Figure 2

Relative importance of cigarette pack characteristics in selecting choices. HWL, health warning label.

Interactions between pack characteristics

Plain packaging significantly interacted with tobacco flavour, flavour capsules and descriptive terms/symbols (see table 3): when packs were branded normally (ie, normal brand colours and logos) these attributes had stronger, positive effects on attractiveness and interest in trying. Statistically significant interactions with HWL size indicated that large HWLs on plain packs were most effective than small HWLs in reducing attractiveness, interest in trying and misperceptions of lower harm. The larger HWL size also reduced the effects of tobacco flavour, flavour capsules and descriptive terms on choices for all outcomes relative to their impact on choice for the packs with smaller HWLs (ie, coefficients were more similar when HWLs were larger than when they were smaller). Finally, a statistically significant interaction between tobacco flavour and flavour capsules indicated that menthol tobacco was relatively unappealing and perceived as more harmful when in cigarettes without flavour capsules; however, menthol enhanced perceived attractiveness and interest in trying cigarettes with flavour capsules.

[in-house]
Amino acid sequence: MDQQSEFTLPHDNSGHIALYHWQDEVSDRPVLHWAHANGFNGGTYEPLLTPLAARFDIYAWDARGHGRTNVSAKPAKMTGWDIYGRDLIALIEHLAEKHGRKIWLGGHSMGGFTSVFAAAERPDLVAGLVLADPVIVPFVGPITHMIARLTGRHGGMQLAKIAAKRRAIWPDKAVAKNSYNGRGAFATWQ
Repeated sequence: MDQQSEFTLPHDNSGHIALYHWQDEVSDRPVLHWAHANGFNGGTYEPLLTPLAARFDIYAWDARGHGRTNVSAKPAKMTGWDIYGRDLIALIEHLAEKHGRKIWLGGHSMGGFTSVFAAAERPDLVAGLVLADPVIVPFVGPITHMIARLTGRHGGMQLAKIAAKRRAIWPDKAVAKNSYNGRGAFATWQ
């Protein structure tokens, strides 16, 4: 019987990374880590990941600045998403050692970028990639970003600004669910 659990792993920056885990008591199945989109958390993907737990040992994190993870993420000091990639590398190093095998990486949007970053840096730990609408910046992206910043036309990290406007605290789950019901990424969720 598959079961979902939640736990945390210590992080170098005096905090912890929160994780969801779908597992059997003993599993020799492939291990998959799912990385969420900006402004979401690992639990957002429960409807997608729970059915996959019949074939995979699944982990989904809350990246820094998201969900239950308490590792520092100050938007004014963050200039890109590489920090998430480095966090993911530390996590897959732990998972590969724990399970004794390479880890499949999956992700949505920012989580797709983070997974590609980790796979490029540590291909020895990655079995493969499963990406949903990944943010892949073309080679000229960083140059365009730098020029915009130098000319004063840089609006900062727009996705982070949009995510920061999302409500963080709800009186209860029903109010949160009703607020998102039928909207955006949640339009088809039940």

Table 3

Interactions between cigarette packaging and labelling characteristics on outcomes